“In the women’s economic empowerment space, we’re almost starting from scratch. The proven models aren’t really there; we’re still figuring it out. It’s going to take time—you can’t really rush it.” —Sarah Thorn, Walmart
“If you want to measure your results, you need to measure the impact on women’s income. It’s not about an increase in volume [of goods or services].” —Meg Jones, International Trade Centre
“We need to consult with the groups that we’re trying to work with because they are the ones that will know what will actually work or not. They truly need to have ownership.” —Wenchi Yu, U.S. Department of State
“How can business, through its imagination and innovation, help women ensure that their goods and services are market-based and are stimulating growth and employment?” —Nancy Wildfeir-Field, BSR
Wildfeir-Field opened the session by introducing each of the speakers and providing the context for the discussion. Women have been called the emerging market of the emerging markets. Women own about 10 million small businesses in the world, accounting for more than 50 percent of the micro-enterprises, yet they represent less than 1 percent of corporate procurement spending globally. And although women-owned businesses are growing faster than those owned by men, they have limited access to skills development and networks, they lack sufficient financial resources to grow their business, and they have limited access to global markets to sell their goods and services.
Next, Thorn explained Walmart’s women’s empowerment program, which is based on three key pillars. The first pillar focuses on sourcing from women-owned businesses in the United States and in international markets. This pillar also includes plans to launch a women-owned and -produced product marketplace on a new e-commerce platform. The second pillar includes empowerment training for women in factories and in the agricultural value chain, as well as workforce readiness training for women in the United States. The final pillar involves working with major professional service firms and prime merchandise suppliers to increase women and minority representation on Walmart accounts. To power these goals, Walmart awards US$100 million globally in philanthropic support.
Jones then described the International Trade Centre’s (ITC) initiatives to build partnerships to address some of the challenges to scaling women’s economic empowerment programs. Her efforts are instrumental in helping women-owned small- to medium-sized enterprises achieve export success by connecting them with the private sector. ITC works toward this goal by helping exporters achieve global competitiveness, ensuring that trade support institutions extend services to women as well as men, and working with policymakers to create a favorable regulatory environment for women entrepreneurs.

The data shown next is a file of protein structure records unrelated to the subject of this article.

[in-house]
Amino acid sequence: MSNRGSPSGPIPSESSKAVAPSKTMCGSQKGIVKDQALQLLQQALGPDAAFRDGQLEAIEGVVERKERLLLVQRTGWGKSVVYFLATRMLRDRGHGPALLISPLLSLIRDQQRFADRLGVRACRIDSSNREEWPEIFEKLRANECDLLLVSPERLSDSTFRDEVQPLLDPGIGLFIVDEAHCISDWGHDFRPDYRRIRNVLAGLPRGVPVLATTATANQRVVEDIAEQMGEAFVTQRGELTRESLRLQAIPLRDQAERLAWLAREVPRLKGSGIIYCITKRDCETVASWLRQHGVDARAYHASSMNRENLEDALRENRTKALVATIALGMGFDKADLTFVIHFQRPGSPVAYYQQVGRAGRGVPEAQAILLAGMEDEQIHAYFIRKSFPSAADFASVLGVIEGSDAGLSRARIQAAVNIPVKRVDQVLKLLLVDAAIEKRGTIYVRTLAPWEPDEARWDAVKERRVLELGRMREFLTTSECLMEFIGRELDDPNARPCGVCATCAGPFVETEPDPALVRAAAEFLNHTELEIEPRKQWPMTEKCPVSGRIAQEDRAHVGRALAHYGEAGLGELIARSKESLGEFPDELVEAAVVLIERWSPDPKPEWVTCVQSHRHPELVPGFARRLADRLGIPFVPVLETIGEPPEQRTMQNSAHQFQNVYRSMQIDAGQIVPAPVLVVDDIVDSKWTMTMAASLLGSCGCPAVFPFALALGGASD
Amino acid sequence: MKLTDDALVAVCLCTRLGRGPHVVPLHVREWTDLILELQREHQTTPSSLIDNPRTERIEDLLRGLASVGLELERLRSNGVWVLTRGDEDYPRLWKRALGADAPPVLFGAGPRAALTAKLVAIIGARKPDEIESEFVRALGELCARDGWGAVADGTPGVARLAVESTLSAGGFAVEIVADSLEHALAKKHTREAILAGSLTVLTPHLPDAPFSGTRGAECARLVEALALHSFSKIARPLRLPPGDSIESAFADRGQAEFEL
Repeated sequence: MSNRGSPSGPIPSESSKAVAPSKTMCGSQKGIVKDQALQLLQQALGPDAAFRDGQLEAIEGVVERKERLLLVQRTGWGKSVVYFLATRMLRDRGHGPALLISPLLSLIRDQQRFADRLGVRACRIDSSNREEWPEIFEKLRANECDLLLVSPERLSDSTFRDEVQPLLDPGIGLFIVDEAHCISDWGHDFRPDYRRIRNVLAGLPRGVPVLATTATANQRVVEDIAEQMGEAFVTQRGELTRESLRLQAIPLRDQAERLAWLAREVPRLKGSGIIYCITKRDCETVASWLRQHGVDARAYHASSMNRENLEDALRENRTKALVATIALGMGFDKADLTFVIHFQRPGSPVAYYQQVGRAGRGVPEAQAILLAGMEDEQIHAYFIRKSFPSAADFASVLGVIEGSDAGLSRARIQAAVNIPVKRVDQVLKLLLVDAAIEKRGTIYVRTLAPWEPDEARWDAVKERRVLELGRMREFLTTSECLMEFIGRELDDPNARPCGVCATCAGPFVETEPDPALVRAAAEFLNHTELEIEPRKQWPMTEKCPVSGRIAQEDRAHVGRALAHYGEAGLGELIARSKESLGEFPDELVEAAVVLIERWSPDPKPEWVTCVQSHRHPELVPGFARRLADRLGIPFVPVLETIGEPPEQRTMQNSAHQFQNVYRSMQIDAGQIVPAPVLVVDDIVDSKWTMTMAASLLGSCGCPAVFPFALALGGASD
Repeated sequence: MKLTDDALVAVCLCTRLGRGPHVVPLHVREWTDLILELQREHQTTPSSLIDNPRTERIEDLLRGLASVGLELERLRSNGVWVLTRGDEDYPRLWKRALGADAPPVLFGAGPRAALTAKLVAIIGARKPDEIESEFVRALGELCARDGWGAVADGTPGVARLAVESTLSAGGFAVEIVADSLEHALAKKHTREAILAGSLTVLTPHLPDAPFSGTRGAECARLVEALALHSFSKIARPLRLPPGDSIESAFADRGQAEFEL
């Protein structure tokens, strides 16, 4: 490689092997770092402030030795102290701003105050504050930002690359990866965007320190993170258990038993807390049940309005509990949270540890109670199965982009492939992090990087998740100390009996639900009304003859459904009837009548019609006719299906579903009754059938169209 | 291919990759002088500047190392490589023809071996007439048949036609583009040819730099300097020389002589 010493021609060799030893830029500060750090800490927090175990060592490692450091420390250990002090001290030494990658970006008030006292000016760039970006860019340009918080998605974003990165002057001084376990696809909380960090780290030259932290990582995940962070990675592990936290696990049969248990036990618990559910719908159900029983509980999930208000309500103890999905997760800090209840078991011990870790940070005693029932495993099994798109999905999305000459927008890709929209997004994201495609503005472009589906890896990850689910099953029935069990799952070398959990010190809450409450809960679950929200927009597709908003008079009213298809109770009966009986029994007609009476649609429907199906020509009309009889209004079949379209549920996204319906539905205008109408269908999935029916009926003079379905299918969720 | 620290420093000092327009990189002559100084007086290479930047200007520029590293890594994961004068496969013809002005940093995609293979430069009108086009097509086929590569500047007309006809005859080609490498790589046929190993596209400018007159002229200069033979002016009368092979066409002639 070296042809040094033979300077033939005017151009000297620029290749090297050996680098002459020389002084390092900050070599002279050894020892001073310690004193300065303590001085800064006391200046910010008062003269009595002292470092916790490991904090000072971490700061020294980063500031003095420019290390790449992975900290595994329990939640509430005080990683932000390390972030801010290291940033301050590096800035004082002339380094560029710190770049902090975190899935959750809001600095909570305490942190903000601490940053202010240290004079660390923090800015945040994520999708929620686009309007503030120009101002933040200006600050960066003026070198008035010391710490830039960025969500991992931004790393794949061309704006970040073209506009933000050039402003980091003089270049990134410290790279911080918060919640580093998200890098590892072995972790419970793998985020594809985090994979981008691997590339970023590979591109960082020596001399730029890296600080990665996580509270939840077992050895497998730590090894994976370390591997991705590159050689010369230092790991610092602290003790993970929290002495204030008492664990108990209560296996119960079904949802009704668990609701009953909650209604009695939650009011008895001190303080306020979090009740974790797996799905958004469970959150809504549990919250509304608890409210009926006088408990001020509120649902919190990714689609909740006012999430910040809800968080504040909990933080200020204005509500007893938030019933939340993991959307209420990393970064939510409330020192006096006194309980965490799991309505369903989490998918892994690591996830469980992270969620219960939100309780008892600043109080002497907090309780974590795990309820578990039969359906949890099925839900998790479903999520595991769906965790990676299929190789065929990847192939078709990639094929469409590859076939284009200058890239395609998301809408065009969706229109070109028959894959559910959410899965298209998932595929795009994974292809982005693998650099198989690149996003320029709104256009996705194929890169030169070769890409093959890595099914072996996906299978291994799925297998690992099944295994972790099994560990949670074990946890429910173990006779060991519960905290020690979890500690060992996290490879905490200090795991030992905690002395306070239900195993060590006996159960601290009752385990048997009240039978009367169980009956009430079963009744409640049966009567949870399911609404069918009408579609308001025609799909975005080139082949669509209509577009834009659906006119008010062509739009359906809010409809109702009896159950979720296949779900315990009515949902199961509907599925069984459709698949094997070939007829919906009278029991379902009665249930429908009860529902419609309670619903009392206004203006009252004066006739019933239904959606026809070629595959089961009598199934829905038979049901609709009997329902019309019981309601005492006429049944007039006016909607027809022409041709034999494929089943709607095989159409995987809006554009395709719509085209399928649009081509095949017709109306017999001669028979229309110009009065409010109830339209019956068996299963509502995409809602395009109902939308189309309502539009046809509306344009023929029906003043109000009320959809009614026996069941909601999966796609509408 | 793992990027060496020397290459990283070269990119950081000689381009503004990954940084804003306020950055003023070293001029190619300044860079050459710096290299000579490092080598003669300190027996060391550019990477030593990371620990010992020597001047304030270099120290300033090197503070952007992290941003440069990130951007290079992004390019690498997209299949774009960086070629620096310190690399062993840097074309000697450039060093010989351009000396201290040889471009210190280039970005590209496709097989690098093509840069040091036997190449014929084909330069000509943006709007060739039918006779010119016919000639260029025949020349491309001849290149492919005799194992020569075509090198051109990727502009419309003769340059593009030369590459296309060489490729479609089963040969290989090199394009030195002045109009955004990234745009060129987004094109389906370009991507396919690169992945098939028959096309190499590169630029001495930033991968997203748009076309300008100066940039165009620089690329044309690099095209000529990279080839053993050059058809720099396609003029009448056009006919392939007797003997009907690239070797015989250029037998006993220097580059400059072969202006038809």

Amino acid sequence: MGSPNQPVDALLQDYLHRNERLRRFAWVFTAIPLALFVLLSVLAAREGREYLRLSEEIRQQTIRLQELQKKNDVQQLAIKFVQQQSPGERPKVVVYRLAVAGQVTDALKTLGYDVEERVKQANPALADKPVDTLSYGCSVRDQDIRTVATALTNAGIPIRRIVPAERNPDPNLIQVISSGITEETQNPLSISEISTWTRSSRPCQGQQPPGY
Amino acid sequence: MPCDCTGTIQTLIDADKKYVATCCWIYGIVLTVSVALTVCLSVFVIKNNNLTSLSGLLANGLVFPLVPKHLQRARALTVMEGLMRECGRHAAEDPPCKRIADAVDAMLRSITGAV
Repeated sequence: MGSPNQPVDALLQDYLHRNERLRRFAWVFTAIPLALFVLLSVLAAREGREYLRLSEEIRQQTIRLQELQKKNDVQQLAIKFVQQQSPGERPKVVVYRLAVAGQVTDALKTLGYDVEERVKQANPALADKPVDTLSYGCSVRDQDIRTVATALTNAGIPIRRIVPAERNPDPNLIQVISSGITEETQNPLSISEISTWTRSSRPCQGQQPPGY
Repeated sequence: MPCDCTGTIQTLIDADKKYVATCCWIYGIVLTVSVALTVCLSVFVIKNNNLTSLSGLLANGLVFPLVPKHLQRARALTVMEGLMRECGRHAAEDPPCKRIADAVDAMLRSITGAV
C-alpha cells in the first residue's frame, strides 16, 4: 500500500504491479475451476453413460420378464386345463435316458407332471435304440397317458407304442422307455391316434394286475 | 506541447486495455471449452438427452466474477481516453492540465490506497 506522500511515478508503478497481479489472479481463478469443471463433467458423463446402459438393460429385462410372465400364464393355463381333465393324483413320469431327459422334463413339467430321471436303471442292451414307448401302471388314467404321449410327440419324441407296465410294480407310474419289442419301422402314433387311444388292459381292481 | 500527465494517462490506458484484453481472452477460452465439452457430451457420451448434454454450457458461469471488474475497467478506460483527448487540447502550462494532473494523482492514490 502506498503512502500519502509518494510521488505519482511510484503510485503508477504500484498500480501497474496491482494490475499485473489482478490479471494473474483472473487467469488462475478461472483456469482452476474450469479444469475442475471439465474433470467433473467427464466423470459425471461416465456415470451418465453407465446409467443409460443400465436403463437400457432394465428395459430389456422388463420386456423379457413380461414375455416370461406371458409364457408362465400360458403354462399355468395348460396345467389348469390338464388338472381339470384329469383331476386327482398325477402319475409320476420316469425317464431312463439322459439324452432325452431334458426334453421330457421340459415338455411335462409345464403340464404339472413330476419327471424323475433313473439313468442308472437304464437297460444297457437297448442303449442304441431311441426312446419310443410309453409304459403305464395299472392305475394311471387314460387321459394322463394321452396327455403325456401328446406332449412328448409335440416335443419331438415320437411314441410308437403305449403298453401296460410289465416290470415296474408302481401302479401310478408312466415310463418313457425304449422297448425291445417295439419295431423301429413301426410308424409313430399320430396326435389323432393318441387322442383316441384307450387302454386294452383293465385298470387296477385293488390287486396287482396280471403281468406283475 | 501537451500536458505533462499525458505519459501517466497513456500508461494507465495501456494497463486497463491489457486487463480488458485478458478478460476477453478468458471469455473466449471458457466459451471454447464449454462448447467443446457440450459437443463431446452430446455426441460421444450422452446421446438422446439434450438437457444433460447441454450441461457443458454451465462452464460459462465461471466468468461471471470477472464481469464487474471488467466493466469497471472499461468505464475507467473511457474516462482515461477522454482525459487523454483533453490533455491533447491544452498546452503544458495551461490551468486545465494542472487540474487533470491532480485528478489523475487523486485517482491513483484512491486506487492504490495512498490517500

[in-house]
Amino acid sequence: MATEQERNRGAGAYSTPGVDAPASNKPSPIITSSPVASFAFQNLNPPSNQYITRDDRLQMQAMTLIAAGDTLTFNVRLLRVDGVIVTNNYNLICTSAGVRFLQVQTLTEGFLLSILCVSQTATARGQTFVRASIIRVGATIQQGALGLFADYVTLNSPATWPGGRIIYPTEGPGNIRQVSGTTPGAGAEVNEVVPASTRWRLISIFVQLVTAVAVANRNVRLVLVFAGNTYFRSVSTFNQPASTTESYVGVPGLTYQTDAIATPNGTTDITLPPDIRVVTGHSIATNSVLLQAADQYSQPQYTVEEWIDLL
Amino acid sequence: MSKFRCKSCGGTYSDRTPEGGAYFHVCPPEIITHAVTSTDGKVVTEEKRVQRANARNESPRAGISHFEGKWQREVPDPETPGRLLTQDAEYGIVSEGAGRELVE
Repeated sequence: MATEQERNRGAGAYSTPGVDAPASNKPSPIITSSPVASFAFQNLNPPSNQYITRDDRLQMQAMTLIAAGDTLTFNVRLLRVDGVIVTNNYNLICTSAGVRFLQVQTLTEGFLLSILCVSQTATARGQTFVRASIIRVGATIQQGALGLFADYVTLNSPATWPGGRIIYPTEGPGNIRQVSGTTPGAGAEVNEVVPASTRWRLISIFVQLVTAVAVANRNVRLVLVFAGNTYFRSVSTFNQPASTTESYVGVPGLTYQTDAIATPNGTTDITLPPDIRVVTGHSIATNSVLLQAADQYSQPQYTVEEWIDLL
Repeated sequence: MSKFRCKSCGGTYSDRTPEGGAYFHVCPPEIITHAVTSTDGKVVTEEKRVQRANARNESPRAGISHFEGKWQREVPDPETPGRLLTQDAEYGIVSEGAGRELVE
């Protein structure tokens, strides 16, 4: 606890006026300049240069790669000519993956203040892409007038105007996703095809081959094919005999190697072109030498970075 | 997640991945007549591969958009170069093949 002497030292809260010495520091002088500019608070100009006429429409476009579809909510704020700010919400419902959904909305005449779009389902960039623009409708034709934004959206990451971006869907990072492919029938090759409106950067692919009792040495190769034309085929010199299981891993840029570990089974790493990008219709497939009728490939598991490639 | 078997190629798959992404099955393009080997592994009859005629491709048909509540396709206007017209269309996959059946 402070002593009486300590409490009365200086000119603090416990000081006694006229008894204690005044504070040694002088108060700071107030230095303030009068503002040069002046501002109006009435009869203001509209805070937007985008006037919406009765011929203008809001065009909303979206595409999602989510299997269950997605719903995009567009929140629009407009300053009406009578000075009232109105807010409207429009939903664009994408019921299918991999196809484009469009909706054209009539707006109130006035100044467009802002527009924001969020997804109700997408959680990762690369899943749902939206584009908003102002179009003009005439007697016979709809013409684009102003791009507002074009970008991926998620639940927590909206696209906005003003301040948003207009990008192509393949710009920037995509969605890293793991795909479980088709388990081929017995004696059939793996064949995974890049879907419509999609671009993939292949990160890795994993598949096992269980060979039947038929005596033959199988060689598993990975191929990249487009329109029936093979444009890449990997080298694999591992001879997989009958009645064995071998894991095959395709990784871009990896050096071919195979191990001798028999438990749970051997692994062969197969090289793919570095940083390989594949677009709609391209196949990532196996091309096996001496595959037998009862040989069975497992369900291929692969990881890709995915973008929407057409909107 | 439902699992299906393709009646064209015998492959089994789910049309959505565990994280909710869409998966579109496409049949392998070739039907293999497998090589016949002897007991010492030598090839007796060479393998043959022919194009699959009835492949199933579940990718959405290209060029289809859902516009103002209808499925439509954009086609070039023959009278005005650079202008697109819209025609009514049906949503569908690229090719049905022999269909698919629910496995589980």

Finally, Yu introduced the U.S. State Department’s efforts to identify effective models for scaling women’s economic empowerment programs. She cited both Walmart and Coca-Cola as good examples, since both of their programs are aligned with the company’s internal strategies. She then described the U.S. government’s framework for empowering women, which includes increasing access to capital and markets, capacity building and skills training, and leadership development. She emphasized that it’s not just about providing finance.
All of the panelists agreed that partnerships are critical to scaling economic empowerment programs aimed at women. Partnerships with governments, NGOs, and multilateral institutions are particularly critical to providing capacity building and skills training. Jones emphasized this point by saying that corporations can play a role here by providing guidance on what women-owned SMEs need to do to become preferred suppliers for companies.
Partnerships are also important to building the infrastructure needed in some countries to support female entrepreneurs. More specifically, partnerships with trade associations can help women get their products to market and overcome other growth impediments such as a lack of access to finance and inheritance rights. Associations also give women a platform to interact with the government and tackle the issues themselves. Through associations, female business leaders have often entered into politics, giving them the chance to influence regulations that can positively change the environment in which other women work.
The panelists all agreed that economic empowerment programs aimed at women need to be scaled in a deliberate manner to ensure that they have the greatest impact and do not create any additional harm. For example, the women that a new program targets need to be consulted before that program is put in place. Yu provided the example of a program that encouraged women to grow trees. However, these women lived in an environment with insufficient water to support the trees they grew; so in the end, the women lost the time, energy, and money they had invested in the trees.
Thorn added that for Walmart, taking a careful approach to program expansion often requires scaling down some of the company’s normal procurement processes in order to give women the room to scale up their businesses.
During the Q&A session, a participant asked about the best ways to consult with indigenous populations. The panelists stressed the importance of identifying entry points in a given community—such as NGOs or religious leaders—that can provide the community perspective to inform program development. The same participant asked about how to include men in these programs as well. The panelists cautioned that focusing solely on women could tip the power balance in some communities, which could lead to unintended consequences in the community and within families. Men have to be engaged as well.